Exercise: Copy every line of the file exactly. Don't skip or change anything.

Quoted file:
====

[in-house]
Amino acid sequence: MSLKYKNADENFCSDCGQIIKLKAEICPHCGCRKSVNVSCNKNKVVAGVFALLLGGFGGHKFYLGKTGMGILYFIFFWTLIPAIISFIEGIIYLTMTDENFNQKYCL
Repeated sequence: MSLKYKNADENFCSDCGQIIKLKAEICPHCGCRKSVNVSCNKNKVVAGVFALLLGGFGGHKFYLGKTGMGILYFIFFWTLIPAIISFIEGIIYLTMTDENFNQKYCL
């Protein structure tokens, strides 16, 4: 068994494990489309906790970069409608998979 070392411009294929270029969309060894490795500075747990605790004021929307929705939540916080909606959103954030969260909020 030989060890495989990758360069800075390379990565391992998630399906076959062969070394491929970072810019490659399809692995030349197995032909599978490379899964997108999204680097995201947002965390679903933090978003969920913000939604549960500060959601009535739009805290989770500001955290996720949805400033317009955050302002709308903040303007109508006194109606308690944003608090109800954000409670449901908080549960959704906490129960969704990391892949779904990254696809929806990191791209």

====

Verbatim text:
[in-house]
Amino acid sequence: MSLKYKNADENFCSDCGQIIKLKAEICPHCGCRKSVNVSCNKNKVVAGVFALLLGGFGGHKFYLGKTGMGILYFIFFWTLIPAIISFIEGIIYLTMTDENFNQKYCL
Repeated sequence: MSLKYKNADENFCSDCGQIIKLKAEICPHCGCRKSVNVSCNKNKVVAGVFALLLGGFGGHKFYLGKTGMGILYFIFFWTLIPAIISFIEGIIYLTMTDENFNQKYCL
């Protein structure tokens, strides 16, 4: 068994494990489309906790970069409608998979 070392411009294929270029969309060894490795500075747990605790004021929307929705939540916080909606959103954030969260909020 030989060890495989990758360069800075390379990565391992998630399906076959062969070394491929970072810019490659399809692995030349197995032909599978490379899964997108999204680097995201947002965390679903933090978003969920913000939604549960500060959601009535739009805290989770500001955290996720949805400033317009955050302002709308903040303007109508006194109606308690944003608090109800954000409670449901908080549960959704906490129960969704990391892949779904990254696809929806990191791209």